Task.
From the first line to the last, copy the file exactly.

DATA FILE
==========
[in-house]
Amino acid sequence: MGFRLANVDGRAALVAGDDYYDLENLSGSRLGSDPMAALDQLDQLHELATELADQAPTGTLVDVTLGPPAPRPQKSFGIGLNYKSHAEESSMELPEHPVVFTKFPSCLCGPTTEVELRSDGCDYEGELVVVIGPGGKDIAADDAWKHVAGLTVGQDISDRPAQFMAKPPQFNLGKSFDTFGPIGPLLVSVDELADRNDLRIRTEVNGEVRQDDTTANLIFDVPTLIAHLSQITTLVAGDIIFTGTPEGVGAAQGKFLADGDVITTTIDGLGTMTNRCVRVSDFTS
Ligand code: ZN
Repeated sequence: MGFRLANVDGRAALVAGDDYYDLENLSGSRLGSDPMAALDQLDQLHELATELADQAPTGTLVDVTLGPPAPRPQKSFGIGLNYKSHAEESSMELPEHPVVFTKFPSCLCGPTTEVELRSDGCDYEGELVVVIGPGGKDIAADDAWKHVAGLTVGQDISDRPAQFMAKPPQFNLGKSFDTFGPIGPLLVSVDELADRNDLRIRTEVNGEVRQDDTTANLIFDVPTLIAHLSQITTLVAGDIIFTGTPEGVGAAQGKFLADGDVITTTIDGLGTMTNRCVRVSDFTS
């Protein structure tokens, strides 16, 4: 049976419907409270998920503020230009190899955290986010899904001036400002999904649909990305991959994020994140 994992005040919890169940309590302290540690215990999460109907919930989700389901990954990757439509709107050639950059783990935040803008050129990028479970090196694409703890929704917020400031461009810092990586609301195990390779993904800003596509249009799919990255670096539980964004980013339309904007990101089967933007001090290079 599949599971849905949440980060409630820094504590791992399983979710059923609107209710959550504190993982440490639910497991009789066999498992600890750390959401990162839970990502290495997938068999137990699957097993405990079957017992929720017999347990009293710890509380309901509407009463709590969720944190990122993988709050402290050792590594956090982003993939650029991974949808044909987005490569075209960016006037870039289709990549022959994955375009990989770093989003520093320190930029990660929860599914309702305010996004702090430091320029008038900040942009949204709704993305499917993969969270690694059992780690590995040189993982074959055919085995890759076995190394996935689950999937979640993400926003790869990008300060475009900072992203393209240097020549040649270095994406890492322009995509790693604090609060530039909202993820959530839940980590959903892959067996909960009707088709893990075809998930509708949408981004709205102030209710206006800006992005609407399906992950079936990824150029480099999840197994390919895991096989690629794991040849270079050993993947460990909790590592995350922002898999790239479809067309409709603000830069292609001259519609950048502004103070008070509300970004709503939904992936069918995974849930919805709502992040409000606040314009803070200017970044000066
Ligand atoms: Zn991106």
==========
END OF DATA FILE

[in-house]
Amino acid sequence: MGFRLANVDGRAALVAGDDYYDLENLSGSRLGSDPMAALDQLDQLHELATELADQAPTGTLVDVTLGPPAPRPQKSFGIGLNYKSHAEESSMELPEHPVVFTKFPSCLCGPTTEVELRSDGCDYEGELVVVIGPGGKDIAADDAWKHVAGLTVGQDISDRPAQFMAKPPQFNLGKSFDTFGPIGPLLVSVDELADRNDLRIRTEVNGEVRQDDTTANLIFDVPTLIAHLSQITTLVAGDIIFTGTPEGVGAAQGKFLADGDVITTTIDGLGTMTNRCVRVSDFTS
Ligand code: ZN
Repeated sequence: MGFRLANVDGRAALVAGDDYYDLENLSGSRLGSDPMAALDQLDQLHELATELADQAPTGTLVDVTLGPPAPRPQKSFGIGLNYKSHAEESSMELPEHPVVFTKFPSCLCGPTTEVELRSDGCDYEGELVVVIGPGGKDIAADDAWKHVAGLTVGQDISDRPAQFMAKPPQFNLGKSFDTFGPIGPLLVSVDELADRNDLRIRTEVNGEVRQDDTTANLIFDVPTLIAHLSQITTLVAGDIIFTGTPEGVGAAQGKFLADGDVITTTIDGLGTMTNRCVRVSDFTS
């Protein structure tokens, strides 16, 4: 049976419907409270998920503020230009190899955290986010899904001036400002999904649909990305991959994020994140 994992005040919890169940309590302290540690215990999460109907919930989700389901990954990757439509709107050639950059783990935040803008050129990028479970090196694409703890929704917020400031461009810092990586609301195990390779993904800003596509249009799919990255670096539980964004980013339309904007990101089967933007001090290079 599949599971849905949440980060409630820094504590791992399983979710059923609107209710959550504190993982440490639910497991009789066999498992600890750390959401990162839970990502290495997938068999137990699957097993405990079957017992929720017999347990009293710890509380309901509407009463709590969720944190990122993988709050402290050792590594956090982003993939650029991974949808044909987005490569075209960016006037870039289709990549022959994955375009990989770093989003520093320190930029990660929860599914309702305010996004702090430091320029008038900040942009949204709704993305499917993969969270690694059992780690590995040189993982074959055919085995890759076995190394996935689950999937979640993400926003790869990008300060475009900072992203393209240097020549040649270095994406890492322009995509790693604090609060530039909202993820959530839940980590959903892959067996909960009707088709893990075809998930509708949408981004709205102030209710206006800006992005609407399906992950079936990824150029480099999840197994390919895991096989690629794991040849270079050993993947460990909790590592995350922002898999790239479809067309409709603000830069292609001259519609950048502004103070008070509300970004709503939904992936069918995974849930919805709502992040409000606040314009803070200017970044000066
Ligand atoms: Zn991106």